Han Kuang is a field training exercise that occurs annually in Taiwan, and it sees the majority of the country’s 210,000 military personnel mobilised.
This exercise has one purpose – to practise repelling an invasion by China’s People’s Liberation Army (PLA). While the militaries of many countries consider numerous threats and scenarios, Taiwan need consider only one – its nemesis across the Taiwan Strait.
There is no political correctness needed here. Taiwan knows who its adversary is, and all its capabilities are designed to repel China. After all, Beijing has not renounced the use of force to reunite the ‘renegade province’ of Taiwan with the mainland, and it has hundreds of missiles aimed at the island.
This year’s Han Kuang exercise, the 32nd in the series, was conducted from 22-26 August, during which some 1,072 tests were completed. This figure included 31 relating to countering cyber attacks, a favoured tactic of the PLA.
Taichung always features highly in Han Kuang exercises, as the port city halfway down the west coast of Taiwan has an extremely high strategic value. If the PLA were to capture it after crossing the rough seas of the Taiwan Strait, a rapid build-up of forces could soon see the island could be split in half.
Chinese troops could move north to capture the political and military nerve centre of Taipei, or south to the port city of Kaohsiung.
After the accidental firing of a Hsiung Feng III anti-ship missile on 1 July, and a CM11 tank rollover that killed four crewmen a week before the exercise kicked off, Taiwan’s military tried hard to create a good impression with this large-scale joint exercise.
For example, the 564th Armoured Brigade hosted an air-land joint exercise in Pingtung in the far south. It featured 1,297 personnel in total, and nearly 8,000 rounds of ammunition of 24 different types were expended.
A key highlight of this year’s exercise was the first-time integration of Boeing AH-64E Apache and Sikorsky UH-60M Black Hawk helicopters side by side. Taiwan acquired 30 of the former (one later crashed) and is in the process of receiving 60 of the latter.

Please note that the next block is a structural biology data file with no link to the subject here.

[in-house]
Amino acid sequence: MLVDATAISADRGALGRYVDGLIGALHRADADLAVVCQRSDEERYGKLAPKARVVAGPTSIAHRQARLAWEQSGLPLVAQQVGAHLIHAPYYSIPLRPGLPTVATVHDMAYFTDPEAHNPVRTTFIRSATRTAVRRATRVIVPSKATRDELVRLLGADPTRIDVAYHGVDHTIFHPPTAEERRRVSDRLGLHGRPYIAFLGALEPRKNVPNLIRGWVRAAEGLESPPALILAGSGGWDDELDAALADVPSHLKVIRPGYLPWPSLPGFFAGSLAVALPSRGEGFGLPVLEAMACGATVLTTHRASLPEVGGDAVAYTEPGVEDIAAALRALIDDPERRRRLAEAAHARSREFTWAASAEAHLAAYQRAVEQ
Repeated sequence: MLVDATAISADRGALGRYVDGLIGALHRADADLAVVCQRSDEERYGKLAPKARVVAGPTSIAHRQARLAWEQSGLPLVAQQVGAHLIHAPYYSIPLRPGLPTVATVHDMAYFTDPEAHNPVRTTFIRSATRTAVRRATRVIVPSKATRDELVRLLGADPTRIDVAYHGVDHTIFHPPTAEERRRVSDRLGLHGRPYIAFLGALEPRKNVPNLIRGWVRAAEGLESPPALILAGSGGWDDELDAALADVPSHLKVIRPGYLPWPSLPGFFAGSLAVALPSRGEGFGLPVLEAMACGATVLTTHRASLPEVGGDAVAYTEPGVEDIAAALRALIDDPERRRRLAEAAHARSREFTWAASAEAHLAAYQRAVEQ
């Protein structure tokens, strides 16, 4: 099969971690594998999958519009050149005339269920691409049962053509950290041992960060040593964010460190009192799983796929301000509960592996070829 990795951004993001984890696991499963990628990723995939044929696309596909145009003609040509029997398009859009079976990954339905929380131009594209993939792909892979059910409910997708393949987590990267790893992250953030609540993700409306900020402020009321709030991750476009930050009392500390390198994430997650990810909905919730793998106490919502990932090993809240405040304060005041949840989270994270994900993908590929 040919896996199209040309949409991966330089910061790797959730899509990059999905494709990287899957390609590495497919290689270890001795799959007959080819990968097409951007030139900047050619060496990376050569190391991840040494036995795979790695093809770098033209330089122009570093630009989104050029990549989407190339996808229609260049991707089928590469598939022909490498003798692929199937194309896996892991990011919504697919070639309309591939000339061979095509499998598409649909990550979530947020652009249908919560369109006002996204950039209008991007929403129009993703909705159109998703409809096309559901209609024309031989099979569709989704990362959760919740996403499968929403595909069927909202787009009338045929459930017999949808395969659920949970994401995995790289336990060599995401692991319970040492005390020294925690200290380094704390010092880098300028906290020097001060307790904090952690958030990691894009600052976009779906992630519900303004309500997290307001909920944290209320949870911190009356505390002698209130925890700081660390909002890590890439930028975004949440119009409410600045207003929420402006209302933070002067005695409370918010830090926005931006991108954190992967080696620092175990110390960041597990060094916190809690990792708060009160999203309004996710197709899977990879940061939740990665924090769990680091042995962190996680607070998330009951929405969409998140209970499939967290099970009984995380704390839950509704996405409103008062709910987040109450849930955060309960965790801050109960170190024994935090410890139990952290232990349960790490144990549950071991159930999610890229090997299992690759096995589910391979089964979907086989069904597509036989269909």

Domestically built equipment featured strongly in Han Kuang too. A Chung Shyang II UAV fed data to participants, while the truck-mounted Point Defence Array Radar System (PODARS) also participated, as did numerous CM33 8×8 APCs.
President Tsai Ing-wen attended the live-fire event, her first time in the capacity as national leader. Donning a helmet and ballistic vest, she stated to assembled military leaders, ‘I hope we can all make use of innovative thinking to build an upgraded military.’
She directed commanders to map out a new military strategy by January 2017 for the armed forces. The military faces severe challenges, including a declining birth rate that means there are not enough volunteers to join the armed forces. This has forced postponement of the cancellation of national conscription.
Another challenge is a defence budget that cannot hope to compete with China. Thus, the capability gap between the PLA and the Republic of China Armed Forces is widening alarmingly.
‘The challenges Taiwan’s defence forces face stem from structural restrictions both outside and inside the military,’ Tsai said. ‘The military will improve if it faces its problems head on. Reform will be achieved if everyone works together, despite the challenges,’ she promised.
It will thus be interesting to see what changes occur in national defence strategy as they begin emerging next year.
In the meantime, Han Kuang seemed to have a successful outcome this year… Taiwan remains under the control of Taipei rather than Beijing!